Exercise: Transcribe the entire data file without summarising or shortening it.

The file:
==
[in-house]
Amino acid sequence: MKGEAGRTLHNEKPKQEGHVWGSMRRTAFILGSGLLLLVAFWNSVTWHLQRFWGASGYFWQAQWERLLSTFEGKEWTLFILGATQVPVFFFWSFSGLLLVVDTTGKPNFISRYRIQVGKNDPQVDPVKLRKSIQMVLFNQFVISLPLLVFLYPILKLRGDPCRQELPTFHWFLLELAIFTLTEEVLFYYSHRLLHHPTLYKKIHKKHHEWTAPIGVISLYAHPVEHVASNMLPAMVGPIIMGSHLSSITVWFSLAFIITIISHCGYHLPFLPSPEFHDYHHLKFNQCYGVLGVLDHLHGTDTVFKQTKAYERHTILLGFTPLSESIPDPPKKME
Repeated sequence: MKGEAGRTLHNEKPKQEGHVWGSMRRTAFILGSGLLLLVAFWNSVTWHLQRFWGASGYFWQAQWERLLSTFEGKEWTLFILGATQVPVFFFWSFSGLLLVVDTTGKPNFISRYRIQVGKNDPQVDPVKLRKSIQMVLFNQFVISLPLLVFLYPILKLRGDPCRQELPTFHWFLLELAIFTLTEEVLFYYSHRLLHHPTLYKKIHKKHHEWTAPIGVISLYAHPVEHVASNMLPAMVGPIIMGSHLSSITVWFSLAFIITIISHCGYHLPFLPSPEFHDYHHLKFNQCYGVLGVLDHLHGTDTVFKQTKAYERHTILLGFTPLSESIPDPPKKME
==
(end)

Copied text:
[in-house]
Amino acid sequence: MKGEAGRTLHNEKPKQEGHVWGSMRRTAFILGSGLLLLVAFWNSVTWHLQRFWGASGYFWQAQWERLLSTFEGKEWTLFILGATQVPVFFFWSFSGLLLVVDTTGKPNFISRYRIQVGKNDPQVDPVKLRKSIQMVLFNQFVISLPLLVFLYPILKLRGDPCRQELPTFHWFLLELAIFTLTEEVLFYYSHRLLHHPTLYKKIHKKHHEWTAPIGVISLYAHPVEHVASNMLPAMVGPIIMGSHLSSITVWFSLAFIITIISHCGYHLPFLPSPEFHDYHHLKFNQCYGVLGVLDHLHGTDTVFKQTKAYERHTILLGFTPLSESIPDPPKKME
Repeated sequence: MKGEAGRTLHNEKPKQEGHVWGSMRRTAFILGSGLLLLVAFWNSVTWHLQRFWGASGYFWQAQWERLLSTFEGKEWTLFILGATQVPVFFFWSFSGLLLVVDTTGKPNFISRYRIQVGKNDPQVDPVKLRKSIQMVLFNQFVISLPLLVFLYPILKLRGDPCRQELPTFHWFLLELAIFTLTEEVLFYYSHRLLHHPTLYKKIHKKHHEWTAPIGVISLYAHPVEHVASNMLPAMVGPIIMGSHLSSITVWFSLAFIITIISHCGYHLPFLPSPEFHDYHHLKFNQCYGVLGVLDHLHGTDTVFKQTKAYERHTILLGFTPLSESIPDPPKKME